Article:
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DIY Bridge Plate Removal Iron for Large Martin Bridge Plates

The saga continues on the Martin bridge plate removal.  The things people will go to for better tone.

It's the Interweb's fault.  If I hadn't read about the stoopid hudge bridge plate sapping tone, I'd be oblivious and wouldn't be doing all this.   But I did and here I am.

I had put drafting tape on the top of the guitar approximating the location of the plate.  I also stumbled upon some actual measurements of the plate, and armed with those, I was able to create a reasonably close paper template of the plate.

Then I procured a 2 inch by 36 inch 22 gauge (I think) hunk of aluminum.  The plate is wider than 2 inches, so I am making two halves to joint together.

I could have used thinner aluminum sheet and had one piece, but I felt that I'd be better off with a thicker piece - better heat retention and stability.

Actually, I'm making this all up as I go.  I have no idea what I'm doing.

So I traced the outline of the template onto the al-LOO-min-um...or is it al-you-MIN-ee-um?  Depends on which side of the pond you're on, I suppose.

Then I used my trusty jigsaw to cut it.  With a proper metal cutting blade, it went very well.  I made lots of metal bits that went everywhere.

I thought long and hard (i.e., thinking is hard for me) about how I'd attach the two halves.  I got the idea of using a 'plate' across the two halves with screws through the plates and what will be the actual iron to hold it together.

Since it's becoming a bridge plate heating iron, I can call it that now.  Even thought it's made of aluminum.

Still with me?

That picture shows the drilling of the plates.  Look at all that crazy swarf!  Which reminds me of a great line from the MG factory repair manual for the MGB - something to the effect of: "Cleanliness is important.  Dirt and swarf are the enemies of mechanical devices."  So English.  And so true.

Then, ve bolt ze whole ting together!  It's a bit crude, but it will work...I think.

This is the bottom side.  I'll heat the iron on the smooth side, then flip it to hold against the bridge plate itself.

I could have sworn I had an old dresser knob, which I wanted to use as a handle.  But I couldn't find it in my bins of junque, so I rigged up a dowel.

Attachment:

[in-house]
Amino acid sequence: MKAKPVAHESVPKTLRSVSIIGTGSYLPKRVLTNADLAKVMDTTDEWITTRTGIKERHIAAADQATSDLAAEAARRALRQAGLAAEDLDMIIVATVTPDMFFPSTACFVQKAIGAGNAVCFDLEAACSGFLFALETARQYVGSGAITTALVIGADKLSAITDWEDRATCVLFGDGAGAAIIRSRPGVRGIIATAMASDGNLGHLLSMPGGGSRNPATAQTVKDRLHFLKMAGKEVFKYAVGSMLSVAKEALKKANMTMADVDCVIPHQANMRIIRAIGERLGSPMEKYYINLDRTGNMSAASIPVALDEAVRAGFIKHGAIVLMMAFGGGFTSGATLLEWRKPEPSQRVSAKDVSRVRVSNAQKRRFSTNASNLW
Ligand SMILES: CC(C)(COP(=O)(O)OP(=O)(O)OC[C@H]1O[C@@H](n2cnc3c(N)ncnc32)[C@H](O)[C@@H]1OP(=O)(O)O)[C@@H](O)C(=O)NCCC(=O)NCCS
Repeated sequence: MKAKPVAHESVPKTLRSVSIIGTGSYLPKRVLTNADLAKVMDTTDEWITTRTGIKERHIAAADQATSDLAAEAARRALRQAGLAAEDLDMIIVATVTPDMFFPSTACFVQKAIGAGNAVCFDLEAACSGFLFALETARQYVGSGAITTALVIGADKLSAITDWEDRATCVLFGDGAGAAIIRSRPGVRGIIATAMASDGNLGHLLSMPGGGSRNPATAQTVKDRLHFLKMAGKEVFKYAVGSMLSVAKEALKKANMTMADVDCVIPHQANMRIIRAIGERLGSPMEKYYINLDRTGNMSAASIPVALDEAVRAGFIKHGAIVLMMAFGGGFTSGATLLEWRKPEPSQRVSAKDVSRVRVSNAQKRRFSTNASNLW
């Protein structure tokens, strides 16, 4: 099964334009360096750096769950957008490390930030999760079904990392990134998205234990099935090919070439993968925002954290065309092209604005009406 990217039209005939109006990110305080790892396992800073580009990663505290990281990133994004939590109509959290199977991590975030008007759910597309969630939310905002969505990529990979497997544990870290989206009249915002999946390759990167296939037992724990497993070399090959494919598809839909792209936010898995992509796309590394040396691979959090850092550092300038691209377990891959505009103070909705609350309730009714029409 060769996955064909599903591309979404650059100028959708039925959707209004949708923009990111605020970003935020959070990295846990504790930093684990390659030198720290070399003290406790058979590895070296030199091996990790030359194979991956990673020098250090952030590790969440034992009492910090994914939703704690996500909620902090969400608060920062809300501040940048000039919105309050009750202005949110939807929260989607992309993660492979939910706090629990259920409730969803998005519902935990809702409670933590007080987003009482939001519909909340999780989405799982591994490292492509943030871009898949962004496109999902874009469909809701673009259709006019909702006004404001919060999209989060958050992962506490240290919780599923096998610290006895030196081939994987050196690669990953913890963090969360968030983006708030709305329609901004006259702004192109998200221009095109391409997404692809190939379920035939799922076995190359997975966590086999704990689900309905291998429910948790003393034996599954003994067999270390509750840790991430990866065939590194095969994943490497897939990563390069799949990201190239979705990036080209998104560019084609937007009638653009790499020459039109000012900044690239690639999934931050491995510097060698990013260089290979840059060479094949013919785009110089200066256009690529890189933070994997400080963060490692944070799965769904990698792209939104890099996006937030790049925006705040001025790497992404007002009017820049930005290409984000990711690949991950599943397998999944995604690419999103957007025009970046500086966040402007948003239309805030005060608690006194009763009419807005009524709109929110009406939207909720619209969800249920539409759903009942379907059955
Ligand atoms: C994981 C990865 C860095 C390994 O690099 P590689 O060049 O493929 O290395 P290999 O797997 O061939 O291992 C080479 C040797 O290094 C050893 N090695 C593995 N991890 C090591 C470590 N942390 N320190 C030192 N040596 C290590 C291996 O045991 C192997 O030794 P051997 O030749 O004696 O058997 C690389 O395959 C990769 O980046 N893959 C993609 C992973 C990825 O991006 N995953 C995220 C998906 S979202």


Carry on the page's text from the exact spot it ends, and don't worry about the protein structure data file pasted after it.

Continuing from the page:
You see a couple of extra holes.  I countersunk the flat side so the screw heads wouldn't protrude, and I had to make a couple attempts to get the depth right.

But all was not lost.  In testing the fit, I found that if I ran a longer screw through one of the holes, I could use it as a location pin!  It lined up perfectly with one of the bridge pin holes.  Rather fortuitous, eh?

 This is the business side of the iron.

You can see how the holes are countersunk - the attachment screws are below the surface so it will sit flat for heating and when it's on the guitar.

The long screw is from the 'location pin' test.  In practice, I'll use a short screw that I can leave loose so the iron will still sit flat in the skillet when it's heated.  I just need to be able to see the screw enough to line it up.

Here's what I mean about the pin.  I don't need all this length, and I only ran a bolt on this side to hold it in place for the picture.  Although now that I think about it, I might be able to use a shorter screw, but long enough to protrude through the hole and take a bolt.  That might help hold it in place instead of me using my hand for 5 minutes while heating the bridge plate.

This I shall ponder.

And the tape shows how big the plate is.  If I manage to get the old one off and actually make a new one, it will be half the size of this one.  You can see how much of the top is dampened by the big plate.  All of that area will be free to vibrate with a smaller bridge plate.  This may be worth all this effort after all.

So now I have an assortment of removal tools, a new removal chisel, and a custom bridge plate heating iron.

(Deep breath) On to the removal.



The Complete Martin Guitar Restoration Saga
Restoration begins
Repairing heel break
DIY chisel for bridge plate removal
DIY bridge plate removal iron, Pt.1 (This page)
DIY bridge plate removal iron, Pt.2
Steam removal of bridge plate
Bridge plate removed
Tongue brace removal
Crack repair and brace scallop
New bridge plate Pt. 1
New bridge plate Pt. 2
Patching hole in top
Final fitting of top patch
Installing carbon fiber rod
Fret removal
Fingerboard crack repair, Pt. 1
Fingerboard crack repair, Pt. 2
DIY fret bender tool
Refretting Pt. 1
Refretting Pt. 2
Tuner shaft repair
Neck reset - dovetail fitting
Measuring neck set with DIY jig
Gluing the neck with hide glue
Tortoloid Pickguard
Fitting bridge pins
Brace reglue
Making bone saddle
Making a buffalo horn nut
Restoration completed

 
 
 
 

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